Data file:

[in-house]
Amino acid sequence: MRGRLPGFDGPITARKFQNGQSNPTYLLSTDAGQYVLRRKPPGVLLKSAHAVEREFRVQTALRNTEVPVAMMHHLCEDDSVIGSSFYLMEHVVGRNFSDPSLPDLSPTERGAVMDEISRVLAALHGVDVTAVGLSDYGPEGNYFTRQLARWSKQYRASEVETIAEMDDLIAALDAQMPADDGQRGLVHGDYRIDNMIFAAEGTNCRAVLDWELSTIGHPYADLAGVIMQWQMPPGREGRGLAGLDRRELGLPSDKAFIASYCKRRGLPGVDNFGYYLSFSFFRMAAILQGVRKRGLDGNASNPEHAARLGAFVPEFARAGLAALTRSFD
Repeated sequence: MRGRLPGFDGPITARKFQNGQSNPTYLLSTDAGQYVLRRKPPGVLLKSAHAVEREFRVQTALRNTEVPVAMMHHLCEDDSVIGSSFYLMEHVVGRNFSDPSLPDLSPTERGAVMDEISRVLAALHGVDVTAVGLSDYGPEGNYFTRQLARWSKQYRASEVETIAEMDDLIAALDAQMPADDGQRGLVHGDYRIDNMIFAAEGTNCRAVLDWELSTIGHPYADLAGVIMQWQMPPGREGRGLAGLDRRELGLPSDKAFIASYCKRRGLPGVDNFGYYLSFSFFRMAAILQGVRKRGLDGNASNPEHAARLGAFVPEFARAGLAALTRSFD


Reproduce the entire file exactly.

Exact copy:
[in-house]
Amino acid sequence: MRGRLPGFDGPITARKFQNGQSNPTYLLSTDAGQYVLRRKPPGVLLKSAHAVEREFRVQTALRNTEVPVAMMHHLCEDDSVIGSSFYLMEHVVGRNFSDPSLPDLSPTERGAVMDEISRVLAALHGVDVTAVGLSDYGPEGNYFTRQLARWSKQYRASEVETIAEMDDLIAALDAQMPADDGQRGLVHGDYRIDNMIFAAEGTNCRAVLDWELSTIGHPYADLAGVIMQWQMPPGREGRGLAGLDRRELGLPSDKAFIASYCKRRGLPGVDNFGYYLSFSFFRMAAILQGVRKRGLDGNASNPEHAARLGAFVPEFARAGLAALTRSFD
Repeated sequence: MRGRLPGFDGPITARKFQNGQSNPTYLLSTDAGQYVLRRKPPGVLLKSAHAVEREFRVQTALRNTEVPVAMMHHLCEDDSVIGSSFYLMEHVVGRNFSDPSLPDLSPTERGAVMDEISRVLAALHGVDVTAVGLSDYGPEGNYFTRQLARWSKQYRASEVETIAEMDDLIAALDAQMPADDGQRGLVHGDYRIDNMIFAAEGTNCRAVLDWELSTIGHPYADLAGVIMQWQMPPGREGRGLAGLDRRELGLPSDKAFIASYCKRRGLPGVDNFGYYLSFSFFRMAAILQGVRKRGLDGNASNPEHAARLGAFVPEFARAGLAALTRSFD